We’ve been talking about constraint and causation (or ‘enablement’, as Garfinkel might say), and this morning I’ve stumbled into a chain of associations that illustrate the point. Specifically, two juxtaposed reviews in the NYRB, on Edward St. Aubyn’s Melrose novels and Margaret Wertheim’s Physics on the Fringe; the book Rachel is reading, Charlatan, on medical quackery in the fin de siecle; her previous research on Olaus Rudbeck; and a movie we just watched, “(untitled).” All of these are cautionary tales about thinking outside the box, and therefore reminders of the enabling function of boxes.
Let’s start with Rudbeck, a Swedish scientist who taught Linnaeus and (perhaps) discovered the limbic system. Rightly celebrated as a Renaissance man, he spent the second half of his life and blew his reputation pursuing his idee fixe that Atlantis had been in Sweden. Clearly a creative thinker, once he got into a field where his thinking was unconstrained by conventions and a developmental programme of investigation he came unglued and started making stuff up to suit his emotional preferences, then selectively interpreting the evidence to fit. This fact was clear to everyone but him.
In the review of Wertheim, Freeman Dyson tells a similar story about Sir Arthur Eddington, a brilliant astronomer whose observations of deflected starlight were instrumental to the experimental support of Einsteinian relativity, and whose lucid writing and teaching on the subject helped establish the new orthodoxy. But Eddington also had his own “Fundamental Theory,” an idiosyncratic mishmash of “mathematical and verbal arguments… [with] no firm basis either in physics or mathematics.” “Two facts were clear. First, Eddington was talking nonsense. Second, in spite of the nonsense, he was still a great man.”
What’s striking about these examples is how people exquisitely functional within one set of conventions can spectacularly implode outside them, and without any apparent reflexive awareness that this is the case. St. Aubyn’s novels (which I have not read) would seem to be excruciating meditations on this theme. Patrick Melrose, the main character, is an unwilling participant observer in a horrifying upper-crust British social milieu in which publicly effective people behave abominably to each other in private, with no apparent sense of disconnect. In fact, they seem to use the effective parts of their lives as systematic displacements of self-reflection. Patrick, in contrast, is practically disabled by self-awareness (“how could he think his way out of the problem when the problem was the way he thought”) and floats through drug addiction before finally working himself around to an effective balance of interiority and exteriority.
Charlatan is about a guy who got rich transplanting goat testicles into the scrota of men anxious about their virility. Needless to say this was a fool’s errand and a septic nightmare, but neither he nor his patients seemed clear on these obvious facts. In Physics on the Fringe Wertheim writes about Jim Carter, a successful engineer and entrepreneur who spends his spare time concocting experiments to prove his pet theory that the universe is composed of hierarchies of “circlons,” of which smoke rings are the demonstrative exemplars. It turns out that unbeknownst to Carter a very similar theory was once entertained by Lord Kelvin, but dropped for lack of convincing evidence – despite/because of experiments much like Carter’s, experiments which he finds amply probative, although he cannot convince the scientific community to agree.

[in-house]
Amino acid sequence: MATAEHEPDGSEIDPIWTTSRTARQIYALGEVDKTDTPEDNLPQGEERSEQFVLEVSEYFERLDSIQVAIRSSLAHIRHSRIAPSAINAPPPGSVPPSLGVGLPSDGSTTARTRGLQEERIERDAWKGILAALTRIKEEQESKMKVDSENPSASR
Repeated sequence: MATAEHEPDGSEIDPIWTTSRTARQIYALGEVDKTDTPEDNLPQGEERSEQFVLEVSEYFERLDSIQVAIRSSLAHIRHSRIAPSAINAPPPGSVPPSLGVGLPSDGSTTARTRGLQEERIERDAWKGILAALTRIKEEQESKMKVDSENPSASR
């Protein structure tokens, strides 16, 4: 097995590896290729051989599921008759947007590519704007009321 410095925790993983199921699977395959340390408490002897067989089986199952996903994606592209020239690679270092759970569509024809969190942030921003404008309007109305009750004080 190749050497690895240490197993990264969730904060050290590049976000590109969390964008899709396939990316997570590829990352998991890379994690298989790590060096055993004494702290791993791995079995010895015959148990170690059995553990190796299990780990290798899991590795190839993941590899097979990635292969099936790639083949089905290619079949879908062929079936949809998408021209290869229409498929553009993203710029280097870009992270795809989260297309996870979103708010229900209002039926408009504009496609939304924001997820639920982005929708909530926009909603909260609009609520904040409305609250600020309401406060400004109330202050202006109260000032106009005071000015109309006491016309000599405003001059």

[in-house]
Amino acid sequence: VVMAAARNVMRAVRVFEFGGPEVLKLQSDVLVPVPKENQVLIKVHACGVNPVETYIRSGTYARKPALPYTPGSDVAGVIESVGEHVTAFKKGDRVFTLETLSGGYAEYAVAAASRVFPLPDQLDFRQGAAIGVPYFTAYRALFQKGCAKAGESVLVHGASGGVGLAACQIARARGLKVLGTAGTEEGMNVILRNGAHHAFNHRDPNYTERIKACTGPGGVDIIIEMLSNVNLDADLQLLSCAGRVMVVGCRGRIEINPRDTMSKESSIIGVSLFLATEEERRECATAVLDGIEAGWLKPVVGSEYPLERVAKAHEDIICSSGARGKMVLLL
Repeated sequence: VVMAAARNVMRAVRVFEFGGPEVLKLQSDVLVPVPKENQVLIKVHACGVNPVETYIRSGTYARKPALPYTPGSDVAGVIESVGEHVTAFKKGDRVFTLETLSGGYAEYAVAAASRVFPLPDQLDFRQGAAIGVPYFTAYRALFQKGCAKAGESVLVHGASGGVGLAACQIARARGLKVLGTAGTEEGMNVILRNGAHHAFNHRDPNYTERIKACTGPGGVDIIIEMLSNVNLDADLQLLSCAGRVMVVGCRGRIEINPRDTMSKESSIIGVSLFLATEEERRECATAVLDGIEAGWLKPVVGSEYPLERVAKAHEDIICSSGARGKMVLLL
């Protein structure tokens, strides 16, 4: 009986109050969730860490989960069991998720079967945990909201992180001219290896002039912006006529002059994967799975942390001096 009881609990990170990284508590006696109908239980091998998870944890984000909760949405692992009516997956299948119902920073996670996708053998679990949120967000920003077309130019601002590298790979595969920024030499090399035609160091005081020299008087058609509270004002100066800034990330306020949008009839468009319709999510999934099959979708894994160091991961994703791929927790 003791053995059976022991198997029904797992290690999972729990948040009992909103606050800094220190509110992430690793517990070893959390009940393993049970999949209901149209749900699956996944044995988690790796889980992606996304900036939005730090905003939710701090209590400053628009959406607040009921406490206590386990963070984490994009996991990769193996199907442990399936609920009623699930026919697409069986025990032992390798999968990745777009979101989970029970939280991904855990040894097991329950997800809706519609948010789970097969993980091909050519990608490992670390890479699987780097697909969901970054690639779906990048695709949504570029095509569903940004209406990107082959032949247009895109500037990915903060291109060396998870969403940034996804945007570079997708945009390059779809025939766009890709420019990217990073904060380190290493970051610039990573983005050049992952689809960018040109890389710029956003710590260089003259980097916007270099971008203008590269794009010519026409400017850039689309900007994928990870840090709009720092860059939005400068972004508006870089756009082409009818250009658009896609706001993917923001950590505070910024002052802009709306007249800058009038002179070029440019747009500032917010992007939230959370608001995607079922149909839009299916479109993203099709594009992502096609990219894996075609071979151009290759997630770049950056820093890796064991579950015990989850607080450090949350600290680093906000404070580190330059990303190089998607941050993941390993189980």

In his review of Wertheim, Dyson champions the fringe creatives working outside the box as courageous poetic visionaries. But the tricky thing is figuring out what the ‘good’ versions of this are, since both psychosis and ordinary crackpottery are also often characterized by poetic vision. “untitled” comes at this question from the arts side and shows that Dyson’s offloading of the question onto art only works because his understanding of art is romantic. (Of course he does not know this about himself.) The movie’s central characters are an experimental musician, his brother the painter, and the gallerist who takes an interest in both. The painter is a hack, but does not know it; his paintings sell very well to hospital chains for use as soothing motifs in their lobbies, which is how the gallerist funds her showings of the serious art that does not sell. The musician produces elaborate cacophanies; he tells us that tonality is over, now just a matter of “pushing notes around,” which is essentially what his brother the painter is doing with color. The problem is that although it’s clear the painter is a hack, it’s not at all clear whether the musician is something better. There are norms of judgment for the former, but not the latter. Is that just unpleasant noise, or is it a brilliant meditation on the contingency of norms of pleasantness? As the musician tells us, all sound is noise unless it’s welcome. What makes it welcome?
The problem turns out to be that outside the box, there’s no way to settle these questions, to move things forward or even to know what forward would be. “It’s all good,” as they say. But a river without banks is a swamp. So constraint, a box of some kind, is essential to getting anything done, even if all it does is provide the contrast space (Garfinkel again, but see here for another awesome citation controversy, although oddly enough a different Garfinkel) against which plausible innovation can be measured. Is that enough of a point for this post? It will have to be, because I’ve said all I had in mind to say at this time.